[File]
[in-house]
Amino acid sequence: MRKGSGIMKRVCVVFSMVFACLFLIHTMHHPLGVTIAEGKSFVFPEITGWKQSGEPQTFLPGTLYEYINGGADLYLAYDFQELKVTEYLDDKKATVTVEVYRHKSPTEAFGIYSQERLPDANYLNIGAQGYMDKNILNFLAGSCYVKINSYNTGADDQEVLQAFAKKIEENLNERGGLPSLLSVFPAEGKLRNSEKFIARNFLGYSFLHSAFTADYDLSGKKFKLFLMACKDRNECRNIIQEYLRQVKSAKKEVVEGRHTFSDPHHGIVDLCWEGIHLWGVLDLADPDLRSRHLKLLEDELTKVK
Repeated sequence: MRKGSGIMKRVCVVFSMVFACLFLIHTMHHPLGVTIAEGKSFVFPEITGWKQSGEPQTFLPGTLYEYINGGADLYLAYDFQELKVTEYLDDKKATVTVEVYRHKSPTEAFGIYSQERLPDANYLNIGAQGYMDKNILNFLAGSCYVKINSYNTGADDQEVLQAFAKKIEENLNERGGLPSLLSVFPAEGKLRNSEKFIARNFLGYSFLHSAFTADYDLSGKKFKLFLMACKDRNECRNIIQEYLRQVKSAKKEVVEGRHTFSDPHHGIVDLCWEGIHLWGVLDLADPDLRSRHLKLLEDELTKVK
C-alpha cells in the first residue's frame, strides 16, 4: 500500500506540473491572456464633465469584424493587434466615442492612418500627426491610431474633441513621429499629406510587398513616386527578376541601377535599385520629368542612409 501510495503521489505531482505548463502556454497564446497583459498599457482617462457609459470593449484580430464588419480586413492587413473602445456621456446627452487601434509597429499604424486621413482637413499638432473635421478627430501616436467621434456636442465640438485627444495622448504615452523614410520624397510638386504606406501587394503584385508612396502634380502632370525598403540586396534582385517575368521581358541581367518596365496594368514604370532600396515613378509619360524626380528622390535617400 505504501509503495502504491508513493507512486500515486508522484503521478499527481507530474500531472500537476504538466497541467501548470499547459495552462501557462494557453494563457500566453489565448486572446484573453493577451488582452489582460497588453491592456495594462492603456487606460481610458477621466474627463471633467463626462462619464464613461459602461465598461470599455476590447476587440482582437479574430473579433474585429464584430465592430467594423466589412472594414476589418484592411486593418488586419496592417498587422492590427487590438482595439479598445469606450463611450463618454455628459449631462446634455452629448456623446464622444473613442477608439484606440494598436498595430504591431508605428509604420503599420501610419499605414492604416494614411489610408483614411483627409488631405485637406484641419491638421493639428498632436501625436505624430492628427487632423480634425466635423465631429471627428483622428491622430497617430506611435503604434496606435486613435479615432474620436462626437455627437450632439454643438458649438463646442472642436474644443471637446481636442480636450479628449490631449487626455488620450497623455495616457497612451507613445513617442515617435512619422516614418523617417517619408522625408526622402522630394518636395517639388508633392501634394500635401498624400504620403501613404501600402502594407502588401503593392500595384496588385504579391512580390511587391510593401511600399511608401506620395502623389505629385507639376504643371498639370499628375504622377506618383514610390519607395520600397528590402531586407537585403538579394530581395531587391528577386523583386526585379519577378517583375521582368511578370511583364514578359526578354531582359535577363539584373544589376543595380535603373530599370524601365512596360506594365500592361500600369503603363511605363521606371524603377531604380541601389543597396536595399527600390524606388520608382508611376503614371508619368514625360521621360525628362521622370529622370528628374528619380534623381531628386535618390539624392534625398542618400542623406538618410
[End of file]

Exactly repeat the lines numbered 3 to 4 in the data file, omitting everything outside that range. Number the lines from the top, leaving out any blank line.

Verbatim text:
Repeated sequence: MRKGSGIMKRVCVVFSMVFACLFLIHTMHHPLGVTIAEGKSFVFPEITGWKQSGEPQTFLPGTLYEYINGGADLYLAYDFQELKVTEYLDDKKATVTVEVYRHKSPTEAFGIYSQERLPDANYLNIGAQGYMDKNILNFLAGSCYVKINSYNTGADDQEVLQAFAKKIEENLNERGGLPSLLSVFPAEGKLRNSEKFIARNFLGYSFLHSAFTADYDLSGKKFKLFLMACKDRNECRNIIQEYLRQVKSAKKEVVEGRHTFSDPHHGIVDLCWEGIHLWGVLDLADPDLRSRHLKLLEDELTKVK
C-alpha cells in the first residue's frame, strides 16, 4: 500500500506540473491572456464633465469584424493587434466615442492612418500627426491610431474633441513621429499629406510587398513616386527578376541601377535599385520629368542612409 501510495503521489505531482505548463502556454497564446497583459498599457482617462457609459470593449484580430464588419480586413492587413473602445456621456446627452487601434509597429499604424486621413482637413499638432473635421478627430501616436467621434456636442465640438485627444495622448504615452523614410520624397510638386504606406501587394503584385508612396502634380502632370525598403540586396534582385517575368521581358541581367518596365496594368514604370532600396515613378509619360524626380528622390535617400 505504501509503495502504491508513493507512486500515486508522484503521478499527481507530474500531472500537476504538466497541467501548470499547459495552462501557462494557453494563457500566453489565448486572446484573453493577451488582452489582460497588453491592456495594462492603456487606460481610458477621466474627463471633467463626462462619464464613461459602461465598461470599455476590447476587440482582437479574430473579433474585429464584430465592430467594423466589412472594414476589418484592411486593418488586419496592417498587422492590427487590438482595439479598445469606450463611450463618454455628459449631462446634455452629448456623446464622444473613442477608439484606440494598436498595430504591431508605428509604420503599420501610419499605414492604416494614411489610408483614411483627409488631405485637406484641419491638421493639428498632436501625436505624430492628427487632423480634425466635423465631429471627428483622428491622430497617430506611435503604434496606435486613435479615432474620436462626437455627437450632439454643438458649438463646442472642436474644443471637446481636442480636450479628449490631449487626455488620450497623455495616457497612451507613445513617442515617435512619422516614418523617417517619408522625408526622402522630394518636395517639388508633392501634394500635401498624400504620403501613404501600402502594407502588401503593392500595384496588385504579391512580390511587391510593401511600399511608401506620395502623389505629385507639376504643371498639370499628375504622377506618383514610390519607395520600397528590402531586407537585403538579394530581395531587391528577386523583386526585379519577378517583375521582368511578370511583364514578359526578354531582359535577363539584373544589376543595380535603373530599370524601365512596360506594365500592361500600369503603363511605363521606371524603377531604380541601389543597396536595399527600390524606388520608382508611376503614371508619368514625360521621360525628362521622370529622370528628374528619380534623381531628386535618390539624392534625398542618400542623406538618410